The Truth About The Size Of Business In America

Pop-culture’s narrative of growing a business sounds like this: you come up with a brilliant idea, an investor comes along with bags of money, then there’s a montage and the next thing you know your company is worth millions.

Being a business owner for four years now I’m all too familiar with pop culture’s view on the entrepreneur as well. When I tell people that I run a company their reaction is usually either reverence, or a little patronizing. They either think I’m Tony Stark, or a starving artist.

The truth is of course somewhere in the middle. Only 4% of business in the US have an annual revenue of $1 million or more. According to the US Census there are more than 27 million companies in the US, but only 650,000 of them have 20 or more employees. Nearly 21 million companies have just one full-time employee, and that’s the owner. Few entrepreneurs end up like Tony Stark. Most are freelancers, designers, repairmen, plumbers – in other words hard working, blue collar people who like being in charge of their own destiny.

Scaling Your Business: Building funnels and audiences

Once you have researched your market and developed a product that customers love, its time to scale your company. Scaling a company involves building two things: a funnel and an audience.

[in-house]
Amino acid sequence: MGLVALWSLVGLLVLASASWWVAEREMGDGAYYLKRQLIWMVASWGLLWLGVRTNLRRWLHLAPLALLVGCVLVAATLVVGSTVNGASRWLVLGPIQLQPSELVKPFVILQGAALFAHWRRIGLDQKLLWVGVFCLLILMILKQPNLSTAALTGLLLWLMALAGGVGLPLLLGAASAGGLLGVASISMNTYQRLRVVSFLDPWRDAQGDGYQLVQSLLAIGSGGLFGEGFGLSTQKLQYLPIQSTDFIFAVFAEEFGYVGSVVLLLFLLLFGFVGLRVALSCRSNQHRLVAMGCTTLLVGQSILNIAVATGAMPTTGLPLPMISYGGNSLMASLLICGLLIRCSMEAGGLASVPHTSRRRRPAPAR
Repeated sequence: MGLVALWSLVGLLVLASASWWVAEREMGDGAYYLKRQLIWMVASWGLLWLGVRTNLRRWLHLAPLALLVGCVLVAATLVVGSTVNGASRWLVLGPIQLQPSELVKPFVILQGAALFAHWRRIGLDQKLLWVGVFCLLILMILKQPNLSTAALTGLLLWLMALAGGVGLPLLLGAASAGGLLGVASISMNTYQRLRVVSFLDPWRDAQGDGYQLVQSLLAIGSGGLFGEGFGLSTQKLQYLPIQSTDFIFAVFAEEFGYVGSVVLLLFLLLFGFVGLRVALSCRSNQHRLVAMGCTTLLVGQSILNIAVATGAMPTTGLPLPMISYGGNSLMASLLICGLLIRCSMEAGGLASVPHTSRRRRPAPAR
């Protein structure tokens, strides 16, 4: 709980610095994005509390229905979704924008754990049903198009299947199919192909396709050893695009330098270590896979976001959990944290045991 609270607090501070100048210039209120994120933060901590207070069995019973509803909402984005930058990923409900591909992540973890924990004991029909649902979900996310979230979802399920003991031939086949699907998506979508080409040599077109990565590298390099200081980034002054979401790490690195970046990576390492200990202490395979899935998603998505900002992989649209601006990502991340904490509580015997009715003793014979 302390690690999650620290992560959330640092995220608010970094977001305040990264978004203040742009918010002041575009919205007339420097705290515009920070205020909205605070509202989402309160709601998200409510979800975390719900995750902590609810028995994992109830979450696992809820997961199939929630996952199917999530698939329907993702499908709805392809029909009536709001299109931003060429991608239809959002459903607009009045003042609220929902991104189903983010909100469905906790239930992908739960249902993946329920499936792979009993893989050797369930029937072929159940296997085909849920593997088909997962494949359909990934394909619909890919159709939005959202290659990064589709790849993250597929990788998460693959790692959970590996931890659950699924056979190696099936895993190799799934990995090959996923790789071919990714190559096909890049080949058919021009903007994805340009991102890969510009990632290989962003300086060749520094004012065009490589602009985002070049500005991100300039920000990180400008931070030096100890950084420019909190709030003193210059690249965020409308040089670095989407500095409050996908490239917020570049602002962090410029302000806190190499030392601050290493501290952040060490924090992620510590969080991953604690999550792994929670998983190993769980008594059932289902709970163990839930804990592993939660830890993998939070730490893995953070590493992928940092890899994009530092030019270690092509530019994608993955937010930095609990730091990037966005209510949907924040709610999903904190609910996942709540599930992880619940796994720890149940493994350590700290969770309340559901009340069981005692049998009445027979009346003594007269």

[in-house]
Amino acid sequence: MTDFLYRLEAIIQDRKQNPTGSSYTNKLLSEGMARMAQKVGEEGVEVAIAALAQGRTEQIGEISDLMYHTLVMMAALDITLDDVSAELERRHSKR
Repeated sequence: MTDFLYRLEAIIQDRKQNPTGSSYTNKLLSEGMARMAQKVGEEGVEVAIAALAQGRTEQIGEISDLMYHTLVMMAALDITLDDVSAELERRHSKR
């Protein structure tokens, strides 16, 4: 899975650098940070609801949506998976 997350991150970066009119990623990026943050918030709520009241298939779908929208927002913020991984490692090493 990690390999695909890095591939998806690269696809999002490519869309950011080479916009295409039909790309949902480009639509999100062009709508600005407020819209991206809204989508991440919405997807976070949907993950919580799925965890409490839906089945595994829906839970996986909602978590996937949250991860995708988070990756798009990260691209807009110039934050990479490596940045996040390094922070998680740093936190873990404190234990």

A funnel is the process your customer walks through from finding your store to buying your product. A funnel should contain at least 4 major steps: building awareness of the product, building interest, generating leads, and converting leads into sales. Every step of a funnel needs to be constantly fine tuned as your process and customers evolve.

EditStock’s funnel starts with our landing page, which offers information on what the product is. We generate interest by offering a free sample scene. We collect email address in exchange for that free scene, which are our leads. We then use a series of automated drip emails to entice our leads into buying our products.

The measure of a funnel’s effectiveness is called the conversion rate. The conversion rate is the percentage of people who purchase vs the number who entered the funnel. If you have a conversion rate of 1% that means out of every 100 people who visited your store one of them bought something. There is no “good” conversion rate. It varies greatly from industry to industry.

Throwing money at advertising is a common mistake new companies make. Not getting enough sales? Throw money at Facebook ads. Not “enough” web traffic? Spend the company’s hard earned money on Google ads. If you’re buying ads and your conversion rate is getting worse it means that either your ads are ineffective or your funnel is leaking.

Building Your Audience

With your funnel defined it is time to focus on building your audience. This process takes time. Part of the EditStock funnel is to collect email addresses in exchange for a free sample scene, but only so many people per day will sign up.

The backbone of building an audience is a base of subscribers; be it an email list, or social following. EditStock uses an email list as its main audience information platform. Just think, when EditStock publishes a new project we can tell all of our leads about it at once.

Members of your audience are significantly more likely to place an order than anyone you pull in through advertising. Plus if your funnels are working well, about 1/3 of your customers will become repeat customers.

When you spend money on advertising you are pouring people into the top of your sales funnel. It’s up to the funnel to make the sale. If your funnel is leaking then you are wasting money advertising. It’s like pouring water into a bucket with a hole in it.